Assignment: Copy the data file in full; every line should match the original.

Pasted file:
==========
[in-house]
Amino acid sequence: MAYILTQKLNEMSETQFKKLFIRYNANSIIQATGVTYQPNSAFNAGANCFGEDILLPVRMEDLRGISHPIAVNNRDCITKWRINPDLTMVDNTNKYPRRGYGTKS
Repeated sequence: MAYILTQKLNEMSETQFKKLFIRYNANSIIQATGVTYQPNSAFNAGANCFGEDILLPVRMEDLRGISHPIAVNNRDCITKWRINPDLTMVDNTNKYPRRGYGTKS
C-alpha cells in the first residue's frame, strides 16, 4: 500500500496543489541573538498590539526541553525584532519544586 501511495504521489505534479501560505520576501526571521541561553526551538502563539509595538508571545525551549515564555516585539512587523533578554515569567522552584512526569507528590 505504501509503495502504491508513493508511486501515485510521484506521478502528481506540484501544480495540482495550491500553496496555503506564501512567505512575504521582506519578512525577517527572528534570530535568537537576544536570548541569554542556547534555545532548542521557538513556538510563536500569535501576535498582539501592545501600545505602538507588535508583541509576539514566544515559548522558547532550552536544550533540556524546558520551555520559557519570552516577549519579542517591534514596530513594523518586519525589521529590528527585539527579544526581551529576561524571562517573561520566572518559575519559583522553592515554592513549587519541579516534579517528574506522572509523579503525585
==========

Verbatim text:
[in-house]
Amino acid sequence: MAYILTQKLNEMSETQFKKLFIRYNANSIIQATGVTYQPNSAFNAGANCFGEDILLPVRMEDLRGISHPIAVNNRDCITKWRINPDLTMVDNTNKYPRRGYGTKS
Repeated sequence: MAYILTQKLNEMSETQFKKLFIRYNANSIIQATGVTYQPNSAFNAGANCFGEDILLPVRMEDLRGISHPIAVNNRDCITKWRINPDLTMVDNTNKYPRRGYGTKS
C-alpha cells in the first residue's frame, strides 16, 4: 500500500496543489541573538498590539526541553525584532519544586 501511495504521489505534479501560505520576501526571521541561553526551538502563539509595538508571545525551549515564555516585539512587523533578554515569567522552584512526569507528590 505504501509503495502504491508513493508511486501515485510521484506521478502528481506540484501544480495540482495550491500553496496555503506564501512567505512575504521582506519578512525577517527572528534570530535568537537576544536570548541569554542556547534555545532548542521557538513556538510563536500569535501576535498582539501592545501600545505602538507588535508583541509576539514566544515559548522558547532550552536544550533540556524546558520551555520559557519570552516577549519579542517591534514596530513594523518586519525589521529590528527585539527579544526581551529576561524571562517573561520566572518559575519559583522553592515554592513549587519541579516534579517528574506522572509523579503525585